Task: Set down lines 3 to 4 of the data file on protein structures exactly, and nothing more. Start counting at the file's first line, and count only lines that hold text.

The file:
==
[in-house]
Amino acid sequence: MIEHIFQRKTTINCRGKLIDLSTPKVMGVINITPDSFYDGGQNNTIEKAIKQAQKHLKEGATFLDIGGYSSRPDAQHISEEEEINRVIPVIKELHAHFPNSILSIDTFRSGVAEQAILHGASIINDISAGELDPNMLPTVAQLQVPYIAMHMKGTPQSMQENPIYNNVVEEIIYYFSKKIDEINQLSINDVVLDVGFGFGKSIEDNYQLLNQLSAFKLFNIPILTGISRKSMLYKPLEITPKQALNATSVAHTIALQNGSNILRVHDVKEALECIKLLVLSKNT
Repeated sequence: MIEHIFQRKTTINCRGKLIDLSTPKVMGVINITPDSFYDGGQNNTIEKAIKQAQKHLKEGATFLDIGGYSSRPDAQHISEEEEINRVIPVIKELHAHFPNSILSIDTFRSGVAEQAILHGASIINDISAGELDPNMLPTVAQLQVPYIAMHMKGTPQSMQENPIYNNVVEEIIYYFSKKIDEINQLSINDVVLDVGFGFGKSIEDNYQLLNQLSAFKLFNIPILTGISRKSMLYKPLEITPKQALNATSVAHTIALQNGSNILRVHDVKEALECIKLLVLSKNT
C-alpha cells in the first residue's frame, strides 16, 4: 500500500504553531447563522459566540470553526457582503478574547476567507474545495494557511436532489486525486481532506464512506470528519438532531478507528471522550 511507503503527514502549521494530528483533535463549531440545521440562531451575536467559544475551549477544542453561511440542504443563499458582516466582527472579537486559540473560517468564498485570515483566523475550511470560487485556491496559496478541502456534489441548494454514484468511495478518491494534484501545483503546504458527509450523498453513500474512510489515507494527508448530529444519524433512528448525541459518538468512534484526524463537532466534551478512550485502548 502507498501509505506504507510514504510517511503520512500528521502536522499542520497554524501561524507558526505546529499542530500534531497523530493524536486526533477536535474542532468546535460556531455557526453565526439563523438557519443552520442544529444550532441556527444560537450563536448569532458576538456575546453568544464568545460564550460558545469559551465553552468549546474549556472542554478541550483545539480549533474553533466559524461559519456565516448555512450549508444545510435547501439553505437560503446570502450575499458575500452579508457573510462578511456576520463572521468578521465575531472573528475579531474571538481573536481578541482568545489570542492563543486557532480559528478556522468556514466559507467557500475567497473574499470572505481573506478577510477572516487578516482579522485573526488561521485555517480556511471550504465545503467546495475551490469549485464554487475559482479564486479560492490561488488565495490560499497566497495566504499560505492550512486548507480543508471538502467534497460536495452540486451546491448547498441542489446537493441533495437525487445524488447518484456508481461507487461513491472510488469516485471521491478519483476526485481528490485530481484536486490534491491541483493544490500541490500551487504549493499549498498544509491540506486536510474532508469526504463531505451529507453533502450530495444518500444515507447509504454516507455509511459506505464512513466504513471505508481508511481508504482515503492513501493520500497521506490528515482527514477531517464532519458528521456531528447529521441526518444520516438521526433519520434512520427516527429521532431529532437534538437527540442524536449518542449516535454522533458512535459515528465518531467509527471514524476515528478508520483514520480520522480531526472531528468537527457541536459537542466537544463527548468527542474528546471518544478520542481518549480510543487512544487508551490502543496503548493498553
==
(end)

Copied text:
Repeated sequence: MIEHIFQRKTTINCRGKLIDLSTPKVMGVINITPDSFYDGGQNNTIEKAIKQAQKHLKEGATFLDIGGYSSRPDAQHISEEEEINRVIPVIKELHAHFPNSILSIDTFRSGVAEQAILHGASIINDISAGELDPNMLPTVAQLQVPYIAMHMKGTPQSMQENPIYNNVVEEIIYYFSKKIDEINQLSINDVVLDVGFGFGKSIEDNYQLLNQLSAFKLFNIPILTGISRKSMLYKPLEITPKQALNATSVAHTIALQNGSNILRVHDVKEALECIKLLVLSKNT
C-alpha cells in the first residue's frame, strides 16, 4: 500500500504553531447563522459566540470553526457582503478574547476567507474545495494557511436532489486525486481532506464512506470528519438532531478507528471522550 511507503503527514502549521494530528483533535463549531440545521440562531451575536467559544475551549477544542453561511440542504443563499458582516466582527472579537486559540473560517468564498485570515483566523475550511470560487485556491496559496478541502456534489441548494454514484468511495478518491494534484501545483503546504458527509450523498453513500474512510489515507494527508448530529444519524433512528448525541459518538468512534484526524463537532466534551478512550485502548 502507498501509505506504507510514504510517511503520512500528521502536522499542520497554524501561524507558526505546529499542530500534531497523530493524536486526533477536535474542532468546535460556531455557526453565526439563523438557519443552520442544529444550532441556527444560537450563536448569532458576538456575546453568544464568545460564550460558545469559551465553552468549546474549556472542554478541550483545539480549533474553533466559524461559519456565516448555512450549508444545510435547501439553505437560503446570502450575499458575500452579508457573510462578511456576520463572521468578521465575531472573528475579531474571538481573536481578541482568545489570542492563543486557532480559528478556522468556514466559507467557500475567497473574499470572505481573506478577510477572516487578516482579522485573526488561521485555517480556511471550504465545503467546495475551490469549485464554487475559482479564486479560492490561488488565495490560499497566497495566504499560505492550512486548507480543508471538502467534497460536495452540486451546491448547498441542489446537493441533495437525487445524488447518484456508481461507487461513491472510488469516485471521491478519483476526485481528490485530481484536486490534491491541483493544490500541490500551487504549493499549498498544509491540506486536510474532508469526504463531505451529507453533502450530495444518500444515507447509504454516507455509511459506505464512513466504513471505508481508511481508504482515503492513501493520500497521506490528515482527514477531517464532519458528521456531528447529521441526518444520516438521526433519520434512520427516527429521532431529532437534538437527540442524536449518542449516535454522533458512535459515528465518531467509527471514524476515528478508520483514520480520522480531526472531528468537527457541536459537542466537544463527548468527542474528546471518544478520542481518549480510543487512544487508551490502543496503548493498553